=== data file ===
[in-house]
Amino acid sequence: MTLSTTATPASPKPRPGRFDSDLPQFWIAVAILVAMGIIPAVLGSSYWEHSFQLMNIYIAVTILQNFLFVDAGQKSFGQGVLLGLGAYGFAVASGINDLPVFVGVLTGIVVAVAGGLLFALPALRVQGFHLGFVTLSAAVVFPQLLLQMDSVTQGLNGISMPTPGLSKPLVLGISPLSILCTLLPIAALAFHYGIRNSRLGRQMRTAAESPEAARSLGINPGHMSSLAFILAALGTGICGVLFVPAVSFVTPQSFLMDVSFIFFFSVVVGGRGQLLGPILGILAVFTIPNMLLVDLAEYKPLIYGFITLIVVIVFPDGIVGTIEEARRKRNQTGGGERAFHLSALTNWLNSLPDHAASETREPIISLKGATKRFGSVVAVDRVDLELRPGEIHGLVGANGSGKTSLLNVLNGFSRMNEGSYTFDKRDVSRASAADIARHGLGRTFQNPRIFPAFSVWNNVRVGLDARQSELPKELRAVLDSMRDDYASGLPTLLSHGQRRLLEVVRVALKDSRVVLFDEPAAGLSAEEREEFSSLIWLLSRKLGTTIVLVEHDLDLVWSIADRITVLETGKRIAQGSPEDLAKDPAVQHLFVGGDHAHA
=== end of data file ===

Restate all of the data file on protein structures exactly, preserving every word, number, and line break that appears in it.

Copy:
[in-house]
Amino acid sequence: MTLSTTATPASPKPRPGRFDSDLPQFWIAVAILVAMGIIPAVLGSSYWEHSFQLMNIYIAVTILQNFLFVDAGQKSFGQGVLLGLGAYGFAVASGINDLPVFVGVLTGIVVAVAGGLLFALPALRVQGFHLGFVTLSAAVVFPQLLLQMDSVTQGLNGISMPTPGLSKPLVLGISPLSILCTLLPIAALAFHYGIRNSRLGRQMRTAAESPEAARSLGINPGHMSSLAFILAALGTGICGVLFVPAVSFVTPQSFLMDVSFIFFFSVVVGGRGQLLGPILGILAVFTIPNMLLVDLAEYKPLIYGFITLIVVIVFPDGIVGTIEEARRKRNQTGGGERAFHLSALTNWLNSLPDHAASETREPIISLKGATKRFGSVVAVDRVDLELRPGEIHGLVGANGSGKTSLLNVLNGFSRMNEGSYTFDKRDVSRASAADIARHGLGRTFQNPRIFPAFSVWNNVRVGLDARQSELPKELRAVLDSMRDDYASGLPTLLSHGQRRLLEVVRVALKDSRVVLFDEPAAGLSAEEREEFSSLIWLLSRKLGTTIVLVEHDLDLVWSIADRITVLETGKRIAQGSPEDLAKDPAVQHLFVGGDHAHA